South Africa’s vehicle manufacturing industry is facing unprecedented challenges as the world shifts rapidly to New Energy Vehicles.
Volkswagen South Africa (VWSA), for instance, produces the Polo in prolific numbers for world markets, but with that model facing an uncertain future in key export markets such as Europe, the future viability of the Kariega-based plant in the Eastern Cape has been called into question.
Volkswagen international brand boss Thomas Schäfer’s recent words during a visit to the country are nothing short of chilling.
Schafer mentioned how the Kariega plant was once ranked among the world’s most competitive in terms of cost, Reuters reported.
However in recent years the costs of overcoming disruptions caused by load shedding, as well as crippling port delays and rising labour costs have put the country in a somewhat less favourable position.
"Eventually you have to say, why are we building cars in a less competitive factory somewhere far away from the real market where the consumption is?" Schäfer said.
"I'm very worried about it ... We're not in the business of charity."
Schäfer acknowledged that VWSA employees had done what they could to mitigate the country’s problems but said South Africa’s government needed to step up to solve the problems, Reuters reported.
Late last year Volkswagen said the company was considering adding a third model to the South African production operation to make it less reliant on Polo exports.
The vehicle would be Polo-based but with unique “SUV style” body panels and a competitive price tag that positioned it below the T-Cross. Earlier this year VWSA CEO Martina Biena also hinted that a possible bakkie spin-off of this new model range, that could be developed in conjunction with Volkswagen of Brazil, was also under consideration.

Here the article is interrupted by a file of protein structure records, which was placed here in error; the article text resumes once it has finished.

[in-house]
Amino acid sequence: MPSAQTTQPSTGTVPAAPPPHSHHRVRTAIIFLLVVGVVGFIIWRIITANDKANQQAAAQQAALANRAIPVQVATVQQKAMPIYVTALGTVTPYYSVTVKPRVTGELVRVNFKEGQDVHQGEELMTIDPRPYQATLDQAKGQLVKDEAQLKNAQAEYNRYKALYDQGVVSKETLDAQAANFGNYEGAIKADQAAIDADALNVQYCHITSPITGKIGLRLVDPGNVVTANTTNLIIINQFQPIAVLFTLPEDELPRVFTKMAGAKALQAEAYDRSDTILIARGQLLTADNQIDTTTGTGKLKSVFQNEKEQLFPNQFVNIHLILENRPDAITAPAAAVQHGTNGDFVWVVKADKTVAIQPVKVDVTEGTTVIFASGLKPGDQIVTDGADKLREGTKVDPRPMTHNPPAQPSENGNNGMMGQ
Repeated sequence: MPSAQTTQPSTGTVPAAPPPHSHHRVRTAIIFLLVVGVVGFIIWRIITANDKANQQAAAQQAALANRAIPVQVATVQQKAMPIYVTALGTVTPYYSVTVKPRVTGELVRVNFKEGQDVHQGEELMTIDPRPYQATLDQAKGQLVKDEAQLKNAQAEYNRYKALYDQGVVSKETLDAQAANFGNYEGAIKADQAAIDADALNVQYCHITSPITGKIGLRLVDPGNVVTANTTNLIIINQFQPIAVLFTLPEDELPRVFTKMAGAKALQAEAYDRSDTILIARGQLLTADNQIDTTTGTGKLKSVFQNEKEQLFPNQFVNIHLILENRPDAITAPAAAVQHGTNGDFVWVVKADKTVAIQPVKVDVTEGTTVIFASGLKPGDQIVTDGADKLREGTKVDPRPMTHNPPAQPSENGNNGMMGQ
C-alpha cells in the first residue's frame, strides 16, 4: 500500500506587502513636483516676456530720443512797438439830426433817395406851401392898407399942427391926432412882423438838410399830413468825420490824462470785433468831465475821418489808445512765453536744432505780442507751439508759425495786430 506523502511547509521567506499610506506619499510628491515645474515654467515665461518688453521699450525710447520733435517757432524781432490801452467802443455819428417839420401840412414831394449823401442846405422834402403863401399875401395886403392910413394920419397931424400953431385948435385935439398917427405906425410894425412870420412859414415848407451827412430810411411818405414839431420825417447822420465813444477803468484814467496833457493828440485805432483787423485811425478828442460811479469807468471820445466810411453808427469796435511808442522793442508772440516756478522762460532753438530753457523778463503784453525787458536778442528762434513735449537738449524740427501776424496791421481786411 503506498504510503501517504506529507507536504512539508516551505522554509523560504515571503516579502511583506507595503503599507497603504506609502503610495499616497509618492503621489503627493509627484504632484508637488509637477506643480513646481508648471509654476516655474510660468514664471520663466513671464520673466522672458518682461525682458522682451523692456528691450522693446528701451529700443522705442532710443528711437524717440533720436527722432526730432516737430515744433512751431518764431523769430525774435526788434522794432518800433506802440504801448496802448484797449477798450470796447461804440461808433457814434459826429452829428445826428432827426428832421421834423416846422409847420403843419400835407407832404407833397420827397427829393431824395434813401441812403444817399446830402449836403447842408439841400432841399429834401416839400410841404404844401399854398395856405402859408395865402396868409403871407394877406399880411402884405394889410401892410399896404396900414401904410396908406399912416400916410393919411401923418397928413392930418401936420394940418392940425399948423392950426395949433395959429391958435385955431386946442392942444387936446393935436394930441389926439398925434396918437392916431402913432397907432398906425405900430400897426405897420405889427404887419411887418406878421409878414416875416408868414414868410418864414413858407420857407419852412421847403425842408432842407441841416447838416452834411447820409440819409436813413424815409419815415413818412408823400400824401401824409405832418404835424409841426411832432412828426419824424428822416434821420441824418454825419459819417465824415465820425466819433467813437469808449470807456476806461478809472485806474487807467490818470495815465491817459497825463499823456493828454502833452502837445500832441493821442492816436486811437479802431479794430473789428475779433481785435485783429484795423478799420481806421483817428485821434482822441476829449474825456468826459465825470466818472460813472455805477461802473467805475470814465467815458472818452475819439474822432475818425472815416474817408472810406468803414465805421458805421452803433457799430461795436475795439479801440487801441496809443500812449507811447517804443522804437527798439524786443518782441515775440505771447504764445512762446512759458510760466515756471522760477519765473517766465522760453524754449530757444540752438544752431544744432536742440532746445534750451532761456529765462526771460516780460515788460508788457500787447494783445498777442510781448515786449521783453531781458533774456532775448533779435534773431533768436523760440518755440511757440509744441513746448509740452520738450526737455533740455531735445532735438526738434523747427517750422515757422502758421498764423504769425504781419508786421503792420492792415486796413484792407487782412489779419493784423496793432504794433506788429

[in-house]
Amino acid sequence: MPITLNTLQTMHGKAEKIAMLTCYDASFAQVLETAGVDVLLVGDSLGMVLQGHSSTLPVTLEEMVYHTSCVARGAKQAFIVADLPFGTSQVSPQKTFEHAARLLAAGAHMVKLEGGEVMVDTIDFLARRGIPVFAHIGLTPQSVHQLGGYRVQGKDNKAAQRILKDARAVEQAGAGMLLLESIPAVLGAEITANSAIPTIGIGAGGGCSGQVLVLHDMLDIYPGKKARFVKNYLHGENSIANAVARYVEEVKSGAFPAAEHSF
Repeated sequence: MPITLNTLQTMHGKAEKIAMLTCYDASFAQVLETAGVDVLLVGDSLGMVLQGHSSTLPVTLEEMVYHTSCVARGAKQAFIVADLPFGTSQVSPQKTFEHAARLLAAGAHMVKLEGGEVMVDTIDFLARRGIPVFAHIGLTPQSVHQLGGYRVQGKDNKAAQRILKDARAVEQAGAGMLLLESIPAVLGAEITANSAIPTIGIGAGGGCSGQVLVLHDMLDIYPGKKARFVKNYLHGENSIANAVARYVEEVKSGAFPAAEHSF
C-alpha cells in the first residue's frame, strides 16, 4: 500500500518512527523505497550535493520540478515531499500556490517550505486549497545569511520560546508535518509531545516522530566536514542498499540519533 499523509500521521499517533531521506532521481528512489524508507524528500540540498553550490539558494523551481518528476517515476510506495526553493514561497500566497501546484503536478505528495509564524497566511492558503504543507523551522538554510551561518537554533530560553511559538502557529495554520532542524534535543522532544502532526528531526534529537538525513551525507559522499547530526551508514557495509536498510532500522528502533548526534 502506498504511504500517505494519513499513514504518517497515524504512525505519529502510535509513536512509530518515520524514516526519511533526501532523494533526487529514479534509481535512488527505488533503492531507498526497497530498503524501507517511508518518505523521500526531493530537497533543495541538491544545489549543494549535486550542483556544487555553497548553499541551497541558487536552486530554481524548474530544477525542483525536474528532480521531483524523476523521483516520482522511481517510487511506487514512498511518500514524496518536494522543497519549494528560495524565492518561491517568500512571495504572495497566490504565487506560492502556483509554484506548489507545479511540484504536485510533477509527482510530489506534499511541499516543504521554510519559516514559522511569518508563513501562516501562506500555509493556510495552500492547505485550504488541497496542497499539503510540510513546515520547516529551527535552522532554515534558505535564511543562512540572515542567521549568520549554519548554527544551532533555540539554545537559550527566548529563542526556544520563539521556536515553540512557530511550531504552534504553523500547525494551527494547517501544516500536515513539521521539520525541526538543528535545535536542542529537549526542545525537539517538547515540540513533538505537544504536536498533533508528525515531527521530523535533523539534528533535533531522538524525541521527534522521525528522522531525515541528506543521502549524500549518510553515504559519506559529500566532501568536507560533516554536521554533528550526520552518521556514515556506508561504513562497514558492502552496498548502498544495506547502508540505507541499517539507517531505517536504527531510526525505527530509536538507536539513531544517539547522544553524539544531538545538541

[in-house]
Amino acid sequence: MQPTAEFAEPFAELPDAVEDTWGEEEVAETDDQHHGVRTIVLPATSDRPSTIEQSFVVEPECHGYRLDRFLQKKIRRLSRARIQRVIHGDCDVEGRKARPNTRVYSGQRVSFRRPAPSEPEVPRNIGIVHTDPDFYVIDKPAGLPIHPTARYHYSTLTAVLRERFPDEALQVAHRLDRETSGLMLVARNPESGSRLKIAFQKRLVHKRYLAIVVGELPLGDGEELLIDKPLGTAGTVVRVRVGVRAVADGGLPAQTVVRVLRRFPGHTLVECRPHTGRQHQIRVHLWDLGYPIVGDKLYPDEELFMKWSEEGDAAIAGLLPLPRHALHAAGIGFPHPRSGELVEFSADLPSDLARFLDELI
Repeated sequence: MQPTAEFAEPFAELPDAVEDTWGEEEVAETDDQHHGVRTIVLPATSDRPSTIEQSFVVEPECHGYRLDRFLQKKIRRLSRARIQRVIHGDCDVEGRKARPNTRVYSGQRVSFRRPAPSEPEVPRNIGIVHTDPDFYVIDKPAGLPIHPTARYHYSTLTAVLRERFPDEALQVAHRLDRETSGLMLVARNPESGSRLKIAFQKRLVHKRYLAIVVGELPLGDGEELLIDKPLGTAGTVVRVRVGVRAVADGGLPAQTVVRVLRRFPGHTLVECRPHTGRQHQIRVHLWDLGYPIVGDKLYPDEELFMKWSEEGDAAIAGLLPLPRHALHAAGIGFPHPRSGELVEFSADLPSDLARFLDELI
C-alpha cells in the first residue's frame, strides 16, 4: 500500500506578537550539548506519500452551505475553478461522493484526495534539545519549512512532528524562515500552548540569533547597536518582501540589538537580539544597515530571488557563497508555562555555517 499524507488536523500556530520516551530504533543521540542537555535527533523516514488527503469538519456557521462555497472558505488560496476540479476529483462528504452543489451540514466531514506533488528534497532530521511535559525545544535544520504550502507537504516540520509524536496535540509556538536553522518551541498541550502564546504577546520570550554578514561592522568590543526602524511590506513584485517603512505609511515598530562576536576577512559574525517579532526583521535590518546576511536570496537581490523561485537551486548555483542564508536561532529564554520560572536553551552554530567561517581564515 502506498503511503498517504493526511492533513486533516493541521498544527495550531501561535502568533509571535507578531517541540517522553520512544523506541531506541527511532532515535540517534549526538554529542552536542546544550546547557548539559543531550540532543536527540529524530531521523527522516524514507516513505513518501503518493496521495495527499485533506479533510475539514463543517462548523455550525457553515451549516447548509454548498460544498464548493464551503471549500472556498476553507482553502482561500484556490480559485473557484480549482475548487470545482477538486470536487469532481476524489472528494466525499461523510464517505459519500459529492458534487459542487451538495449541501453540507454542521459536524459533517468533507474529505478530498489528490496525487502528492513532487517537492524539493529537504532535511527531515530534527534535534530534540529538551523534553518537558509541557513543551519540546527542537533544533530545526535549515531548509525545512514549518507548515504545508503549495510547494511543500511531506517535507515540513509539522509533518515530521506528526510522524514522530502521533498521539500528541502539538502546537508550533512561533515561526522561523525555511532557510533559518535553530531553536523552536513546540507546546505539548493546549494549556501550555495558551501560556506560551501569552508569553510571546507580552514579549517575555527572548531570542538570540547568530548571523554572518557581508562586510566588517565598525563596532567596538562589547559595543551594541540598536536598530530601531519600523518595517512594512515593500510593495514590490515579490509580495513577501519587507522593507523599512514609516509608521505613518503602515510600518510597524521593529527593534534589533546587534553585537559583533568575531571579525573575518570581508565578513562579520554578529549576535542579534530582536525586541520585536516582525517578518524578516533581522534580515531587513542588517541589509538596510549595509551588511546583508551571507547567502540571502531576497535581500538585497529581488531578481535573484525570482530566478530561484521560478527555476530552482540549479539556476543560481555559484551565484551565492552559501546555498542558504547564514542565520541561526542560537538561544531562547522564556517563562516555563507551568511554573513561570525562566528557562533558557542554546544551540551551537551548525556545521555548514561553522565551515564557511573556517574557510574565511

At the time Volkswagen said that a decision on the third model for local production would be announced around the fourth quarter of 2023, however an official announcement has yet to be made and the latest statements by Schafer cast doubt on whether it will actually go ahead.
Volkswagen produced just over 132,000 Polo models at the Eastern Cape plant last year, and most of these were exported. VWSA currently supplies left-hand drive and right-hand drive cars to 38 international markets. It’s also the only plant in the world that currently produces the Polo GTI.
It currently directly employs almost 4,000 South Africans, with a further 50,000 people said to be supported through the value chain.
The local facility reached a significant milestone in December 2022, with the production of its 2-millionth Polo.
VWSA has put measures in place to mitigate the country’s power crisis, including real time load management, as well as 2.3 MW of solar capacity at the plant and additional electricity purchases from solar-based private suppliers like PowerX.
However water remains a challenge too, something the company has attempted to overcome by installing a 200 kilolitre rainwater capturing system for the engine plant.
Click here for a closer look at what VWSA is doing to mitigate the country’s energy and infrastructural challenges.
However, the bottom line is that South African corporations can only do so much mitigating. Without a concerted effort from government to address the myriad challenges, many investments are simply going to move elsewhere.
Which is a pity because South Africa has the potential to become something of a battery manufacturing powerhouse thanks to its proximity to minerals like cobalt and lithium.
"There's a realistic chance that South Africa, with enough focus, with all the raw materials in the neighbourhood, they could be a champion," Schäfer said.